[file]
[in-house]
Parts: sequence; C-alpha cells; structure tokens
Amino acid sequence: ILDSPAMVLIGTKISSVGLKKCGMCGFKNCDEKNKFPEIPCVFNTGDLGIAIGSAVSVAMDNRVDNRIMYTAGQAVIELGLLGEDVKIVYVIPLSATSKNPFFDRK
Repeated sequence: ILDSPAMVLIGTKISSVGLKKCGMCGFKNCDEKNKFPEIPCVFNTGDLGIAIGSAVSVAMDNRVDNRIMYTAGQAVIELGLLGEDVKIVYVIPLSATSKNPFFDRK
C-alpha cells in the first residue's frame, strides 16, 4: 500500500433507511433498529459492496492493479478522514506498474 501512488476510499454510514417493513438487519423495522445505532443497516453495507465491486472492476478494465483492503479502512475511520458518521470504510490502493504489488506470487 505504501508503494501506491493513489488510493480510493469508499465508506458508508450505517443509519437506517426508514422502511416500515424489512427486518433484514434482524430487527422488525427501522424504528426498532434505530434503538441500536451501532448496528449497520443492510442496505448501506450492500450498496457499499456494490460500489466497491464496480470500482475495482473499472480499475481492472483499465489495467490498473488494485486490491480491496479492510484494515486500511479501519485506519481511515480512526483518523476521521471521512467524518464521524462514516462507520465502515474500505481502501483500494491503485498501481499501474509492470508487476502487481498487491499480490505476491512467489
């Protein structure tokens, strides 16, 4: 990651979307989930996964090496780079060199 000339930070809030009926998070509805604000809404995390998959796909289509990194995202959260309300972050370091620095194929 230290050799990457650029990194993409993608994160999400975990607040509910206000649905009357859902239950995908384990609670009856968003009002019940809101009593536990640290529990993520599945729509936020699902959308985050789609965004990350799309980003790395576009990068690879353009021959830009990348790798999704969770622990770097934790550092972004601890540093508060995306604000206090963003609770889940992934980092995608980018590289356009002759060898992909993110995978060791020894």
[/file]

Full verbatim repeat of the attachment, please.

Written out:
[in-house]
Parts: sequence; C-alpha cells; structure tokens
Amino acid sequence: ILDSPAMVLIGTKISSVGLKKCGMCGFKNCDEKNKFPEIPCVFNTGDLGIAIGSAVSVAMDNRVDNRIMYTAGQAVIELGLLGEDVKIVYVIPLSATSKNPFFDRK
Repeated sequence: ILDSPAMVLIGTKISSVGLKKCGMCGFKNCDEKNKFPEIPCVFNTGDLGIAIGSAVSVAMDNRVDNRIMYTAGQAVIELGLLGEDVKIVYVIPLSATSKNPFFDRK
C-alpha cells in the first residue's frame, strides 16, 4: 500500500433507511433498529459492496492493479478522514506498474 501512488476510499454510514417493513438487519423495522445505532443497516453495507465491486472492476478494465483492503479502512475511520458518521470504510490502493504489488506470487 505504501508503494501506491493513489488510493480510493469508499465508506458508508450505517443509519437506517426508514422502511416500515424489512427486518433484514434482524430487527422488525427501522424504528426498532434505530434503538441500536451501532448496528449497520443492510442496505448501506450492500450498496457499499456494490460500489466497491464496480470500482475495482473499472480499475481492472483499465489495467490498473488494485486490491480491496479492510484494515486500511479501519485506519481511515480512526483518523476521521471521512467524518464521524462514516462507520465502515474500505481502501483500494491503485498501481499501474509492470508487476502487481498487491499480490505476491512467489
């Protein structure tokens, strides 16, 4: 990651979307989930996964090496780079060199 000339930070809030009926998070509805604000809404995390998959796909289509990194995202959260309300972050370091620095194929 230290050799990457650029990194993409993608994160999400975990607040509910206000649905009357859902239950995908384990609670009856968003009002019940809101009593536990640290529990993520599945729509936020699902959308985050789609965004990350799309980003790395576009990068690879353009021959830009990348790798999704969770622990770097934790550092972004601890540093508060995306604000206090963003609770889940992934980092995608980018590289356009002759060898992909993110995978060791020894």